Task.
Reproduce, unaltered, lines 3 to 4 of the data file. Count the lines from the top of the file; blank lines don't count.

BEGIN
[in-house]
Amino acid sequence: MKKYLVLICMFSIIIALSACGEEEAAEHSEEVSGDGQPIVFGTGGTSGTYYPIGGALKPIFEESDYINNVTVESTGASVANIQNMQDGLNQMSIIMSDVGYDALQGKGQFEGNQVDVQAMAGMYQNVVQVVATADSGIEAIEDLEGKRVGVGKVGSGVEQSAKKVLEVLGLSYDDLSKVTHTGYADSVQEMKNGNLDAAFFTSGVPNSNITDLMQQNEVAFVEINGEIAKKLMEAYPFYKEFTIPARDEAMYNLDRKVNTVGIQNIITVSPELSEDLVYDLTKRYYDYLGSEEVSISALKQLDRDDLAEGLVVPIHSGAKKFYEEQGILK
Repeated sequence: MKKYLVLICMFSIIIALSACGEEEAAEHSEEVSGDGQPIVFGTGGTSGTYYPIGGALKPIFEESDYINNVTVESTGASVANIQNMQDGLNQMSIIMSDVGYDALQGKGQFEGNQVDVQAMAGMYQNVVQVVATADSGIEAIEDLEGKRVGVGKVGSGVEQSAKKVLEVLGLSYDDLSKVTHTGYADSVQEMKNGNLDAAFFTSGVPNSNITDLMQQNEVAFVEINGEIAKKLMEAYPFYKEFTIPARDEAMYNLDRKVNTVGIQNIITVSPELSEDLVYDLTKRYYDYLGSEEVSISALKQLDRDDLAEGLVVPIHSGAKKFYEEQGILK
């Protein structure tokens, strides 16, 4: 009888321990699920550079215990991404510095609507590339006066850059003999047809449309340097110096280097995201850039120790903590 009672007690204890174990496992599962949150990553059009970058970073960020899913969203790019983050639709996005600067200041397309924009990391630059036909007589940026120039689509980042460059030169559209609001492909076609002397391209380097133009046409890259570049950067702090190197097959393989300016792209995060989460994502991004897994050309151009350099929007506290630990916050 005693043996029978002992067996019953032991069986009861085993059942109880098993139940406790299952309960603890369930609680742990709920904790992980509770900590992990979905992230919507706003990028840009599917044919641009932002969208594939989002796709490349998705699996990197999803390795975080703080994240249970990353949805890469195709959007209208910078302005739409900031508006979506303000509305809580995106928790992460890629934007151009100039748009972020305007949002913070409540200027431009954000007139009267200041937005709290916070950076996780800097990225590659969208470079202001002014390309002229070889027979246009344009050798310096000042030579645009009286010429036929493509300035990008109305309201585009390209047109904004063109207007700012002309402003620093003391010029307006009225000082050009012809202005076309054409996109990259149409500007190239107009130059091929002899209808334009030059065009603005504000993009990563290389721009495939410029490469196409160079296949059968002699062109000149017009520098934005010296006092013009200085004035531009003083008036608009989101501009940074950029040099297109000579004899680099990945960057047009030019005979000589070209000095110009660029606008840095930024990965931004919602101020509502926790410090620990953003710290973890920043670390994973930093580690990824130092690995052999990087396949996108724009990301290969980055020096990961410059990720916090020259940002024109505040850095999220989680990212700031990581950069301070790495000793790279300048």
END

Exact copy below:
Repeated sequence: MKKYLVLICMFSIIIALSACGEEEAAEHSEEVSGDGQPIVFGTGGTSGTYYPIGGALKPIFEESDYINNVTVESTGASVANIQNMQDGLNQMSIIMSDVGYDALQGKGQFEGNQVDVQAMAGMYQNVVQVVATADSGIEAIEDLEGKRVGVGKVGSGVEQSAKKVLEVLGLSYDDLSKVTHTGYADSVQEMKNGNLDAAFFTSGVPNSNITDLMQQNEVAFVEINGEIAKKLMEAYPFYKEFTIPARDEAMYNLDRKVNTVGIQNIITVSPELSEDLVYDLTKRYYDYLGSEEVSISALKQLDRDDLAEGLVVPIHSGAKKFYEEQGILK
């Protein structure tokens, strides 16, 4: 009888321990699920550079215990991404510095609507590339006066850059003999047809449309340097110096280097995201850039120790903590 009672007690204890174990496992599962949150990553059009970058970073960020899913969203790019983050639709996005600067200041397309924009990391630059036909007589940026120039689509980042460059030169559209609001492909076609002397391209380097133009046409890259570049950067702090190197097959393989300016792209995060989460994502991004897994050309151009350099929007506290630990916050 005693043996029978002992067996019953032991069986009861085993059942109880098993139940406790299952309960603890369930609680742990709920904790992980509770900590992990979905992230919507706003990028840009599917044919641009932002969208594939989002796709490349998705699996990197999803390795975080703080994240249970990353949805890469195709959007209208910078302005739409900031508006979506303000509305809580995106928790992460890629934007151009100039748009972020305007949002913070409540200027431009954000007139009267200041937005709290916070950076996780800097990225590659969208470079202001002014390309002229070889027979246009344009050798310096000042030579645009009286010429036929493509300035990008109305309201585009390209047109904004063109207007700012002309402003620093003391010029307006009225000082050009012809202005076309054409996109990259149409500007190239107009130059091929002899209808334009030059065009603005504000993009990563290389721009495939410029490469196409160079296949059968002699062109000149017009520098934005010296006092013009200085004035531009003083008036608009989101501009940074950029040099297109000579004899680099990945960057047009030019005979000589070209000095110009660029606008840095930024990965931004919602101020509502926790410090620990953003710290973890920043670390994973930093580690990824130092690995052999990087396949996108724009990301290969980055020096990961410059990720916090020259940002024109505040850095999220989680990212700031990581950069301070790495000793790279300048």